Father Gino Concetti, a moral theologian and editorial writer of the Vatican daily newspaper, said such an initiative aims to encourage the Italian Parliament " to imitate the French example which, with PACS, has accorded a legal recognition to extramarital unions," in a time when bills on the subject are pending in the parliament. PACS is an acronym for a French plan to give some of the same legal recognitions and benefits to heterosexual extramarital unions and same-sex couples. Opponents say it undermines the family and is a first step to legalizing same-sex marriage.

It is a question of "a pincer move," said L'Osservatore Romano, which recalled the votes taken in this same direction in the countries of northern Europe and in Catalonia.

The newspaper said that although the political community has the duty to provide assistance to those who may be in poverty, it can not give the same social security benefits to "two profoundly different realities," that is, the family, which has a fundamental legal basis and which includes social responsibilities, and "a form of temporary union" without this legal basis. It would be discrimination and an injustice to the institution of the family and an incentive to prefer extramarital unions over marriage, the newspaper said.

It is necessary indeed to find appropriate solutions for those who live in extramarital unions in precarious economic situations, said Father Concetti, but they must "absolutely avoid, without any ambiguity, using social and economic assistance as an excuse for the legal recognition of extramarital unions." He suggested, for example, giving aid to each person of the unmarried couple, without agreeing to their status as a couple as such.

Amended laws to recognize same-sex couples in Ontario, Canada

An article published today in London (Ontario) Free Press reports that Ontario's Conservative government will introduce and pass legislation in the coming session of the house to give legal protections to same-sex couples.

The legislation will amend dozens of existing laws that fail to recognize same-sex couples, Attorney General James Flaherty confirmed yesterday. "Our intention is to go ahead and introduce a bill so we can comply by Nov. 20," Flaherty said.

The bill will bring Ontario into line with a Supreme Court of Canada decision that extends spousal recognition to gay and lesbian couples. Ontario already grants legal protections to unmarried heterosexual couples. Earlier this year, the court ruled that it was unconstitutional to protect opposite-sex unmarried partners but not same-sex couples. It ordered the provincial government to introduce remedial legislation by November 20.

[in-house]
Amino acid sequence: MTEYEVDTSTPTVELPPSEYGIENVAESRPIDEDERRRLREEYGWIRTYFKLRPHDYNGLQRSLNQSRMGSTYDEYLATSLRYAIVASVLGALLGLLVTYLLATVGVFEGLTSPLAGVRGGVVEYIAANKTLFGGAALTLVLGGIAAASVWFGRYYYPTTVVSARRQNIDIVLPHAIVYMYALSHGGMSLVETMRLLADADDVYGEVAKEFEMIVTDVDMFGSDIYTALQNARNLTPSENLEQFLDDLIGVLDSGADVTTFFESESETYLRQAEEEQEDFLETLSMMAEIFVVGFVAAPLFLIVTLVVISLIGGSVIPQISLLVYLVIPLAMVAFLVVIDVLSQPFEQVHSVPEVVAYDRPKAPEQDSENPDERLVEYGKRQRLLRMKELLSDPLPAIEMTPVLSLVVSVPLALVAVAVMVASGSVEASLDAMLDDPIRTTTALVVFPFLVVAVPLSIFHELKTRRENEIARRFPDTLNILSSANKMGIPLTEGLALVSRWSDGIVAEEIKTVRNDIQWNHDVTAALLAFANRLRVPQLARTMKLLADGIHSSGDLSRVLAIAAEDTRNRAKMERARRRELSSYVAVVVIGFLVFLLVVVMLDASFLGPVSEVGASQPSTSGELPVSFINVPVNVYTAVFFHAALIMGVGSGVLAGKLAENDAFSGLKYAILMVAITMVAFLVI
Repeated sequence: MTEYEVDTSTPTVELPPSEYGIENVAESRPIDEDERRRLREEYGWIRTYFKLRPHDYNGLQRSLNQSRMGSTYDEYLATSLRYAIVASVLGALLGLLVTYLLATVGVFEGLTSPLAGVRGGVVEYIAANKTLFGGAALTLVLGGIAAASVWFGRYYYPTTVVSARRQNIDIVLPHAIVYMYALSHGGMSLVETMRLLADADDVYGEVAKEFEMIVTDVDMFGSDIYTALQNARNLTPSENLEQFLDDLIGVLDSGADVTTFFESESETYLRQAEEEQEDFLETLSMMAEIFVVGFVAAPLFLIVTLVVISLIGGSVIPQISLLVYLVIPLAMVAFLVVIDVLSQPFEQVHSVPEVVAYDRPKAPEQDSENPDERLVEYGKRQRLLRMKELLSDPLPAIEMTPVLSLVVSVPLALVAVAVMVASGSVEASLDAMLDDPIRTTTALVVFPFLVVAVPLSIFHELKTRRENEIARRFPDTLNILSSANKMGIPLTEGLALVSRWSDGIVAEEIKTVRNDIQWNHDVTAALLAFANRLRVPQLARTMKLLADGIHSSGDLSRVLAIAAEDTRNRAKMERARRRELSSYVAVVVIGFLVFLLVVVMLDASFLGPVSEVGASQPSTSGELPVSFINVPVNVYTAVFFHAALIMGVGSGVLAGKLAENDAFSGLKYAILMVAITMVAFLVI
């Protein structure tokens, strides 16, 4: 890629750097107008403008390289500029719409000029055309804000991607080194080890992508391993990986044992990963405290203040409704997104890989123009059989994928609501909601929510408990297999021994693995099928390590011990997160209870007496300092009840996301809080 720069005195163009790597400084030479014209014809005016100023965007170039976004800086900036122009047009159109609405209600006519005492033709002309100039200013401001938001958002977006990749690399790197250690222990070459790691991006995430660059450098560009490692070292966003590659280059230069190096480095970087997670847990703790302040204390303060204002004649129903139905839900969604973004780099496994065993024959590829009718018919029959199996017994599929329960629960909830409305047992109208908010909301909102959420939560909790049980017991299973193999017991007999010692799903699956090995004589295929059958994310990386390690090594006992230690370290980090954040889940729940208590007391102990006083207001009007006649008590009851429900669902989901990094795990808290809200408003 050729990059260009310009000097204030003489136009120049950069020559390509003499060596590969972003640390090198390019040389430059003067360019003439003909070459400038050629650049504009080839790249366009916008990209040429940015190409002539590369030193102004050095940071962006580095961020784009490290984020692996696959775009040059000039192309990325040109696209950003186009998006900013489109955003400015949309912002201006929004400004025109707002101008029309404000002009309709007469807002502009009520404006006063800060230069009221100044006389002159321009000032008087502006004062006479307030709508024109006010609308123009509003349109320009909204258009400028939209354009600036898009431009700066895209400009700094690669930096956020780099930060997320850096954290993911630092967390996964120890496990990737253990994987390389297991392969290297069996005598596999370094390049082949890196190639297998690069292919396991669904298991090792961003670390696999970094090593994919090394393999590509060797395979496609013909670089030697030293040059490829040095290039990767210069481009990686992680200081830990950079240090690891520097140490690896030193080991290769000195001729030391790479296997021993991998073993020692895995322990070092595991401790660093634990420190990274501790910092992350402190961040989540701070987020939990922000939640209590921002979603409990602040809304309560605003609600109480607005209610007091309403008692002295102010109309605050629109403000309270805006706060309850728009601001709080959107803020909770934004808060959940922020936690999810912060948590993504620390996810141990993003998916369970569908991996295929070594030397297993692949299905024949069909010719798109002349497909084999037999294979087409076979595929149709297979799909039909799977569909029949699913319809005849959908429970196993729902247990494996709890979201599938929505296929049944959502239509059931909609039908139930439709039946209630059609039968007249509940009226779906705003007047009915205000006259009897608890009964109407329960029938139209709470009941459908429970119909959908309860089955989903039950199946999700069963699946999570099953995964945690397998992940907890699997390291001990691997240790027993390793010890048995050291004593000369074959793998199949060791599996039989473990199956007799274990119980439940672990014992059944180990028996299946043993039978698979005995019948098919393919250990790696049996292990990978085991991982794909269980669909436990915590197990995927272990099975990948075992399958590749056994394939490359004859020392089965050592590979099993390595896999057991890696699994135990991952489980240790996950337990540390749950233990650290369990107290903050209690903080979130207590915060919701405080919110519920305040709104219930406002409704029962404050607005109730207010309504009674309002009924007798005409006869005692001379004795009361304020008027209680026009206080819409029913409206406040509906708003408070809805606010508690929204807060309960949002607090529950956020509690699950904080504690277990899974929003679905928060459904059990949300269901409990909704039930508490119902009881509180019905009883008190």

"There are at least 60 provincial statutes potentially affected," Flaherty said. "The important thing is that we try to be comprehensive in our approach. We will have to introduce the bill and have an opportunity for the members of the legislature to vote by Nov. 20."

Liberal Leader Dalton McGuinty said his caucus will support the new bill. The entire Tory caucus voted against a similar bill introduced by the NDP in 1994.

 

Monday, October 18, 1999

Canadians consider super-inclusive domestic partner laws

A story published today in the Ottawa Citizen reports that the federal government is considering proposals to extend legal protections to all "relationships of dependency" and not just sexual relationships.

Many federal and provincial laws already give most of the same benefits of marriage to unmarried heterosexual couples who are living together in a conjugal relationship. Earlier this year, the Canadian Supreme Court ruled that the gender restriction in these laws must be removed so that all unmarried couples, including same-sex partners, in a conjugal relationship are protected. In response to the ruling, the federal government and the province of Ontario are preparing new statutes without the gender restriction.

These changes would give protections to any two adults who live together in a relationship of sexual intimacy but would not protect adults with dependent or familial relationships that are nonsexual in nature.

The issue of extending protections to all relationships of dependency, sexual or not, is being studied by the Law Commission of Canada. The commission is co-sponsoring a conference at Queen's University In Kingston where about 100 participants will examine this proposal.

A recent national survey by Angus Reid, a public opinion firm, found that 71 percent of Canadians either strongly or somewhat agree that benefits should not be limited to sexual relationships but should apply to any relationship of dependency in which people live together.

Click here for the full story.